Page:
Wednesday, September 5, 2012

Wooden Balance Bike Makeover!

It all started when we were shopping for a bigger bike for The Boy.  If you've tried to buy a nice boys' bike on Craigslist, you probably will have noticed as you click through the listings that for every one good boys bike, there are five girls bikes in better condition.  Not too surprising, I guess--and it bodes well for the future when we are looking for used bikes for Little Sister.  But every time a photo popped up of a purple bike, Little Sister went crazy.  "I want a pupple bike!  I need a pupple bike!"   This soon extended into real life--we live on a busy bike lane, and every time a purple bike went by, Sis would point and shout, "Yook!  A pupple bike!"

Her bike, unfortunately, looked like this:

The body is flipped upside down, by the way,
because she wasn't quite tall enough to use it right-side-up yet.
Not pupple.  Not even purple.

So we decided that it was only fair if Little Sister was going to have to use her brother's old things (just wait, kid!), then we might as well spruce them up for her and give them a new life and new look.  Which brings me to....

The Skuut Bike Makeover!

You may not be able to tell from the picture above, but this bike had seen better days.  The seat was worn, the tires were rusty, the wood was scraped and dinged.

Sad bike.

It was due for this makeover.

Little Sister came to the store with me and picked out her color of spray paint, and we also got a can of enamel to keep it from scratching too easily.  We used Rust-oleum Painter's Touch with Extra Cover in Gloss Grape, and Krylon Crystal Clear Indoor/Outdoor Protective, Non-Yellowing Clear Finish, in case you're curious.

My hubby took the bike apart, which was not too hard to do, and gave it a light sanding before spraying with the purple.

Doesn't everybody keep a busted door around for
their spray-painting needs?
He also removed the rust from the wheels with steel wool and taped them before spraying the inside of the wheels as well.  He gave each piece two coats just to be safe--your own results may vary.  Once those were dry, he put on the clear coat and let it sit for the rest of the day (so about 5-6 hours) before reassembling the bike.

In the meantime, I made a new seat cover and bike bucket so that the whole thing was looking brand spanking new!

For the seat cover, I traced the seat on a piece of paper and cut out a fabric oval that would wrap around it.

I used an outdoor canvas fabric, but I wasn't willing to spring for oilcloth.  I figured I would be more motivated to keep it inside and under cover this time around, so it should be better protected from the elements!  I ironed on a piece of fusible fleece that was the same size, then I did a tiny folded-over hem.  I would say you could skip this step--I think that with the fusible fleece it wasn't really going to fray anyway.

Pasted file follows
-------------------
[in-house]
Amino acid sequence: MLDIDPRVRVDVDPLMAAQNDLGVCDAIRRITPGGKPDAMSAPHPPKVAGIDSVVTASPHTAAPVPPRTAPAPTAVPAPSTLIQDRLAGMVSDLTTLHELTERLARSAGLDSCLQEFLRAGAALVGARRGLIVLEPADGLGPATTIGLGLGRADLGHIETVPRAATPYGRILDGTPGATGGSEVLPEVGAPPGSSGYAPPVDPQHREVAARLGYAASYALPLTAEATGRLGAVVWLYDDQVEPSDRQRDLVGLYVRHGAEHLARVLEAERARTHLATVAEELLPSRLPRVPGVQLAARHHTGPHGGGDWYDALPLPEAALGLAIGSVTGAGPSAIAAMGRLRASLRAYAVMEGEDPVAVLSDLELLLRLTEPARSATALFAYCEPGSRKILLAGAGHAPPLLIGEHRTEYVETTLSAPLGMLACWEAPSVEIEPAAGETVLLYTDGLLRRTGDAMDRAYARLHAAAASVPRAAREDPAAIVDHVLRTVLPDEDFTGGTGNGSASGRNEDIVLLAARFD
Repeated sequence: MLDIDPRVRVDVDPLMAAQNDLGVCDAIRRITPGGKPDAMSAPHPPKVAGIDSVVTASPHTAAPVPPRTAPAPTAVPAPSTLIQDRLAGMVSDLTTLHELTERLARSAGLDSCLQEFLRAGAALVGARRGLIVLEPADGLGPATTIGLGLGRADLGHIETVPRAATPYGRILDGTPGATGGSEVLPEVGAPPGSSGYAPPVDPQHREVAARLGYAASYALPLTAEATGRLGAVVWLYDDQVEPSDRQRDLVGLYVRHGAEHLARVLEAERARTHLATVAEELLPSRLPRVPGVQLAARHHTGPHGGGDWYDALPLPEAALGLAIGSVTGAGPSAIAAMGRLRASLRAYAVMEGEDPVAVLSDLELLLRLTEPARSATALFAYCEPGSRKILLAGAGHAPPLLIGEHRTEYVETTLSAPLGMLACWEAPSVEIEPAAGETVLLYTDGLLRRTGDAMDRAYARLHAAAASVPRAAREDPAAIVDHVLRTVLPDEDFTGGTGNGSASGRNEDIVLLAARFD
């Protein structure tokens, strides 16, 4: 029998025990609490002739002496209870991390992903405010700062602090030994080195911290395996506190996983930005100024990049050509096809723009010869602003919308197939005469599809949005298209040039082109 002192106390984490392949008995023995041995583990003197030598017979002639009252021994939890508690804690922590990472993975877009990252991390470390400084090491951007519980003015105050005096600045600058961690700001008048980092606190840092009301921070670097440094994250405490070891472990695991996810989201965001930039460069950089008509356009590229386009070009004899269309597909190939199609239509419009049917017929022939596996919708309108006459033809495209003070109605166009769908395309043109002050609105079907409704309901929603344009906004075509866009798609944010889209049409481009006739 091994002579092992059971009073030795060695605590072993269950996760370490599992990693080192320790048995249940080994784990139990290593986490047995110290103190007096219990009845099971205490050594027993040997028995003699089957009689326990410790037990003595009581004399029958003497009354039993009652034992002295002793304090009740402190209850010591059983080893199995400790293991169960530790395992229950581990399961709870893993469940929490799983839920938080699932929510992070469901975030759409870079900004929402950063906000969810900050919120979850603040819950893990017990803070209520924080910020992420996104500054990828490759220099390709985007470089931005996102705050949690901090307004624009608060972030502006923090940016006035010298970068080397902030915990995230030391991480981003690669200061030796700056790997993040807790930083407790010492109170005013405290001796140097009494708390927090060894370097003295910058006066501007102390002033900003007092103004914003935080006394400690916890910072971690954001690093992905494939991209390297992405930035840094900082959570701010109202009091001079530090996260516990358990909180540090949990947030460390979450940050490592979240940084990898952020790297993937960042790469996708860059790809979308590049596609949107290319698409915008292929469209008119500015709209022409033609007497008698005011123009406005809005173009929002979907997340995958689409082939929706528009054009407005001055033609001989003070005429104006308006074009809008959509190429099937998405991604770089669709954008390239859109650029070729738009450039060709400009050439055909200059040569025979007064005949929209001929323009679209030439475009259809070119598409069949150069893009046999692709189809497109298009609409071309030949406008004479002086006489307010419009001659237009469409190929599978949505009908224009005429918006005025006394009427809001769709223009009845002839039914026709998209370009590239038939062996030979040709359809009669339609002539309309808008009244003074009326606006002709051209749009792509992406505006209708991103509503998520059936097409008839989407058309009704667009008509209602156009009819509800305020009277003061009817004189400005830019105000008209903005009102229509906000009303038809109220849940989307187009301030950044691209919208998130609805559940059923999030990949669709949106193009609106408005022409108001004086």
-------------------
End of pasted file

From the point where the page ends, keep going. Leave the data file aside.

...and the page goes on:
A view of the unnecessary hem step.

 I just used my staple gun to fit the seat cover right over the old seat.

It definitely needed a bike bucket to show off more of that cute fabric, so I made a quick one.  It is not as functional as I would like, but I got to try again because what do you think her big brother said when he saw that Little Sister had a bike bucket?  Oh yes, I got to make one for him too.  I'll do a tutorial on that one because I think it turned out pretty great!  Here's a preview:

Soon, I promise!  (edited:  here's the link!)
I may re-make hers in the same way, although her straps will need to be different, since the skuut doesn't have a center bar.  ANYway.

As is, it works for toting around one very tiny baby.  Or today's passenger, a circa-1982 wooden unicorn.  I can kind of squeeze a water bottle in there, which was the intended purpose, but Little Sister prefers to bring a friend anyway.

Anyway, isn't it cute?  And she's big enough to ride it with the body right-side up now!


  1. A fascinating bike makeover you did there! The kids look as cute as their rides! Perfect match!

    1. Thanks! Coming from a bike expert, that means a lot!

    2. Perfect! I just found a Skuut at Salvation Army for $3.75 (with my senior discount) for my granddaughter today. Can't wait to DIY this for her! Great inspiration! Thanks.

  2. hi there :) i came across this post when trying to figure out the exact height of the bike when the frame is flipped upside down...
    could you tell me the height of it??

    1. Hi Jenny! We have since turned the frame over so I'm not sure exactly how tall it was when flipped, but I just checked our wall o' measurements and I can tell you that my daughter was 31" tall when she was riding it that way! Hope that helps!

    2. Oops--I mean she was 31" tall when we flipped it to the lowest setting right side up. She was probably riding it for a couple of months before that with the frame upside down.

    3. A little late, but I just flipped the frame on a skuut I bought used for my 2 year old. With the seat at the lowest hole I drilled one extra to get it to line up right and measured the seat height at 11.5". Still not the lowest balance bike on the market, but pretty good.


Note: Only a member of this blog may post a comment.